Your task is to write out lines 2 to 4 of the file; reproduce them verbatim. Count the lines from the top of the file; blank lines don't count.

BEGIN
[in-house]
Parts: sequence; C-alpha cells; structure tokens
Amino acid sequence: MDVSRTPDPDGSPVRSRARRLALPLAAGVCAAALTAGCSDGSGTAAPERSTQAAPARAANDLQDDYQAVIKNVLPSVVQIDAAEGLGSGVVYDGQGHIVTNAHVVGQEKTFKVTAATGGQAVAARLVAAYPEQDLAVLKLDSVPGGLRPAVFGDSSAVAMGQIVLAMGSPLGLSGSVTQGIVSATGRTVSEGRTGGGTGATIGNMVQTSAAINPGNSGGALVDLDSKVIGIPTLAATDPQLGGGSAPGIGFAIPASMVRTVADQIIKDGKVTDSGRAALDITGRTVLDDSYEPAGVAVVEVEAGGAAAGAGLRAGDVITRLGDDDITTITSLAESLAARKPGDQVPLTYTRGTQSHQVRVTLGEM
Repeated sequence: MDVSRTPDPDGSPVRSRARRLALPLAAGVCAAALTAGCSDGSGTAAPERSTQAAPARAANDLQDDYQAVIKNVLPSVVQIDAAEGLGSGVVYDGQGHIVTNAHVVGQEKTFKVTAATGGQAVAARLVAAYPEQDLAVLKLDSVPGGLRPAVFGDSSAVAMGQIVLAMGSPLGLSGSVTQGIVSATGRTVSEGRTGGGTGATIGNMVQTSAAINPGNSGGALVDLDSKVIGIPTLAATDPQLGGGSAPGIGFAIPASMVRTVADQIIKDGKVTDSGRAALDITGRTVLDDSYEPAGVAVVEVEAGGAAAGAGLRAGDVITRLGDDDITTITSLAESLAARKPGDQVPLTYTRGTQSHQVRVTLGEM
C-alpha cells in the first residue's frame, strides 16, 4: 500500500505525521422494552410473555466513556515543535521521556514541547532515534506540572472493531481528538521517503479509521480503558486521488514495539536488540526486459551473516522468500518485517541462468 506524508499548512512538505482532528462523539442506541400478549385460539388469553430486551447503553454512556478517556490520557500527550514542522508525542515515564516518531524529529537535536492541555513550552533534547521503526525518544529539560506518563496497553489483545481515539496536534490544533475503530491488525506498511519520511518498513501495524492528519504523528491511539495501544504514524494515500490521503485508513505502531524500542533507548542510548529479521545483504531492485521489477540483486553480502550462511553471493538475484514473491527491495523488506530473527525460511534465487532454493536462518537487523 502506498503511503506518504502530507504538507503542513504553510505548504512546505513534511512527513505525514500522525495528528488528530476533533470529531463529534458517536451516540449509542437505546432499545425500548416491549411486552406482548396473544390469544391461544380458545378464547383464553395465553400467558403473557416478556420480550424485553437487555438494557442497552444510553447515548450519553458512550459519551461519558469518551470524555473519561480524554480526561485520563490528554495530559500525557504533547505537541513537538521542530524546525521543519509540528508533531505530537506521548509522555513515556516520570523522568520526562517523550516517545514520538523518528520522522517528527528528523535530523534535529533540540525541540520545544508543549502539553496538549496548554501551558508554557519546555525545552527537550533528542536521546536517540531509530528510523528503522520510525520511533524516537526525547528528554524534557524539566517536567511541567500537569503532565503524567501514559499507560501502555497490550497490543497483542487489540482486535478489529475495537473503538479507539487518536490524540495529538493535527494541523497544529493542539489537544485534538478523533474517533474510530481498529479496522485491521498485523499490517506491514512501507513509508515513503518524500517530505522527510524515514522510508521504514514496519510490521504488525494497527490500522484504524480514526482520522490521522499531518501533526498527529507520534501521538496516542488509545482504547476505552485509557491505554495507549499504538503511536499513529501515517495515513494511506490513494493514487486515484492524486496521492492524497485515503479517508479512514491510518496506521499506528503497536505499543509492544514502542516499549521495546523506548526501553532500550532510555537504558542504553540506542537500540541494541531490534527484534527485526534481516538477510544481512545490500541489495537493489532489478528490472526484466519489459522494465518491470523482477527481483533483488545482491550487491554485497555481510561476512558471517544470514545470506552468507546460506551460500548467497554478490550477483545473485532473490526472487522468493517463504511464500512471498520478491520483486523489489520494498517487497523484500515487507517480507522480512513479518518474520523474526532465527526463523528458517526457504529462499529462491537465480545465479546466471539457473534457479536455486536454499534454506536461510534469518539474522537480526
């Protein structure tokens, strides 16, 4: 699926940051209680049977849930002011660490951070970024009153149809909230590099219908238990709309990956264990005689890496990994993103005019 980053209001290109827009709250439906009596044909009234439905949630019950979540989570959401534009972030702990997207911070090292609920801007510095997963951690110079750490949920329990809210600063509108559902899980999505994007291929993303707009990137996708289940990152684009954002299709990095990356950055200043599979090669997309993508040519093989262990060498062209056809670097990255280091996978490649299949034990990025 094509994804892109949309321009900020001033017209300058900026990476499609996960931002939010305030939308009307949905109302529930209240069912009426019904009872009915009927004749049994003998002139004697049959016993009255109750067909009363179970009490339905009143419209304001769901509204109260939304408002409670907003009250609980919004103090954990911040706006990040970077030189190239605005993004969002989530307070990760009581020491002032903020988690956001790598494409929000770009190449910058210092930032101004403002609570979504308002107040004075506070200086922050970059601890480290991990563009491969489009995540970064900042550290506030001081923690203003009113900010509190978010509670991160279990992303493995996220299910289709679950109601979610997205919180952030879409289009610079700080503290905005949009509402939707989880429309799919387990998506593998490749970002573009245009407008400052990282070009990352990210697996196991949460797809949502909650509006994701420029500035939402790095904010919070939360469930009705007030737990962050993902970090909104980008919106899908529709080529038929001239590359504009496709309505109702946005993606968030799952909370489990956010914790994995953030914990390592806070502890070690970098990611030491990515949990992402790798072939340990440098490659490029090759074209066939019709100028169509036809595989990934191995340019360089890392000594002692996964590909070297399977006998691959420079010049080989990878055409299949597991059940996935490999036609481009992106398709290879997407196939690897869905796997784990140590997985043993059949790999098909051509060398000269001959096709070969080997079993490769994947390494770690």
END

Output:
Parts: sequence; C-alpha cells; structure tokens
Amino acid sequence: MDVSRTPDPDGSPVRSRARRLALPLAAGVCAAALTAGCSDGSGTAAPERSTQAAPARAANDLQDDYQAVIKNVLPSVVQIDAAEGLGSGVVYDGQGHIVTNAHVVGQEKTFKVTAATGGQAVAARLVAAYPEQDLAVLKLDSVPGGLRPAVFGDSSAVAMGQIVLAMGSPLGLSGSVTQGIVSATGRTVSEGRTGGGTGATIGNMVQTSAAINPGNSGGALVDLDSKVIGIPTLAATDPQLGGGSAPGIGFAIPASMVRTVADQIIKDGKVTDSGRAALDITGRTVLDDSYEPAGVAVVEVEAGGAAAGAGLRAGDVITRLGDDDITTITSLAESLAARKPGDQVPLTYTRGTQSHQVRVTLGEM
Repeated sequence: MDVSRTPDPDGSPVRSRARRLALPLAAGVCAAALTAGCSDGSGTAAPERSTQAAPARAANDLQDDYQAVIKNVLPSVVQIDAAEGLGSGVVYDGQGHIVTNAHVVGQEKTFKVTAATGGQAVAARLVAAYPEQDLAVLKLDSVPGGLRPAVFGDSSAVAMGQIVLAMGSPLGLSGSVTQGIVSATGRTVSEGRTGGGTGATIGNMVQTSAAINPGNSGGALVDLDSKVIGIPTLAATDPQLGGGSAPGIGFAIPASMVRTVADQIIKDGKVTDSGRAALDITGRTVLDDSYEPAGVAVVEVEAGGAAAGAGLRAGDVITRLGDDDITTITSLAESLAARKPGDQVPLTYTRGTQSHQVRVTLGEM